Sounds like this problem is caused by high action at the nut rather than at the saddle (but of course, the two are interrelated). There are special files with individual gauges to deepen the nut slots. Or like you suggested, you could take it to a pro to have the action adjusted. Either way, it has to be done very carefully, as taking away too much will cause greater problems.

Jarmo_S
09-08-2017, 08:31 PM
Easy way to check the outer strings is by credit card. If there is gap between 1st fret and the string it is high action.

Mine is fine on A-string, but G and I guess also C and E strings are a bit too high. Makes harder fingertips :)

MopMan
10-03-2017, 06:47 PM
However, if you get the action how you like it and find that it has exposed a problem with uneven frets, feel free to swear your head off. I know I did!

I know I'm late to the party but I liked the punchline to your story! :rofl::rofl::rofl:

Rllink
10-04-2017, 02:48 AM
2mm-3mm at the 12th fret, bottom of the string to the top of the fret. Just measure it with a ruler. If it is more than 3mm it is too high.

JackLuis
10-04-2017, 05:54 AM
Adjust the nut first, by sanding the bottom as above, then measure the 12th fret and if it is too high, sand the bottom of the saddle qabout half the amount you need adjusted.

OR
Take it to a shop. My local shop charges about $10 to fix these action problems and they know what they are doing and have the file to adjust individual strings at the nut.

THis makes a big difference in how playable your Uke is. Well worth it.

jer
10-04-2017, 07:42 AM
Unless you're willing to invest some money in some decent files as well as practice and learn how to properly setup a string nut, I'd say just take it to a good shop and let a pro do it. Of course you have to find one of those first. If you're going to pay for the job, make sure you decide on what strings you want to keep on the uke first. That way the setup can be fine tuned specifically for that set of strings. Then in the future you just buy the same strings.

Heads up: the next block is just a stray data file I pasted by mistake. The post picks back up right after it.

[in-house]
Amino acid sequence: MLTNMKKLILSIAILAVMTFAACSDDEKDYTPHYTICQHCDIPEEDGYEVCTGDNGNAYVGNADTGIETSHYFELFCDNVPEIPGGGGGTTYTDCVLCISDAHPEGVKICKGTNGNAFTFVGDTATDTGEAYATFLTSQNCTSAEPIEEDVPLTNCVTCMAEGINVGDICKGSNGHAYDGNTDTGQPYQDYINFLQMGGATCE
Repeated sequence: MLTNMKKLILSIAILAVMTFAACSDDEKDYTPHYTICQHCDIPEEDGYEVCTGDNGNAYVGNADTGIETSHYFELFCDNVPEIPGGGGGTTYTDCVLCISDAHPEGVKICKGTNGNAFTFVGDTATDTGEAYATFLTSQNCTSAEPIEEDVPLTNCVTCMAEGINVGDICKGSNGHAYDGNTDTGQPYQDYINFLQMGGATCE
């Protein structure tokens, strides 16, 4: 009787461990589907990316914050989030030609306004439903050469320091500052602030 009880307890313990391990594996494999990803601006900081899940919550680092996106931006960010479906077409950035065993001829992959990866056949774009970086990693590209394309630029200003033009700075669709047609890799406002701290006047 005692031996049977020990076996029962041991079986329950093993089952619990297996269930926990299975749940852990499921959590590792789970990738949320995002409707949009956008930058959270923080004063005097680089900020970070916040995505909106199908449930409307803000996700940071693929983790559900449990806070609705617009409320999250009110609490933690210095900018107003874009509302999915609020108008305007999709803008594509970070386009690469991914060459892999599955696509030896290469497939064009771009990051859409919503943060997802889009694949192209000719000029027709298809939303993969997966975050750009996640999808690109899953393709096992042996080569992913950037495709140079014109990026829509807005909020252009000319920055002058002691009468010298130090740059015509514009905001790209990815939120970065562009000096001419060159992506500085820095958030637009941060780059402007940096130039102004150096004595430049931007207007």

Personally, I don't agree with sanding the bottom of the string nut. I think to get the best, most accurate setup you need to work on the nut slots themselves. Each slot is slightly different in depth and width because of the variation in the strings that go into them as well as in the way they vibrate. So depth and width are both important.
I hope you get this resolved so you're happier with your uke.

robedney
10-05-2017, 07:44 AM
Unless you're willing to invest some money in some decent files as well as practice and learn how to properly setup a string nut, I'd say just take it to a good shop and let a pro do it. Of course you have to find one of those first. If you're going to pay for the job, make sure you decide on what strings you want to keep on the uke first. That way the setup can be fine tuned specifically for that set of strings. Then in the future you just buy the same strings.
Personally, I don't agree with sanding the bottom of the string nut. I think to get the best, most accurate setup you need to work on the nut slots themselves. Each slot is slightly different in depth and width because of the variation in the strings that go into them as well as in the way they vibrate. So depth and width are both important.
I hope you get this resolved so you're happier with your uke.

I agree- adjust the nut from the top.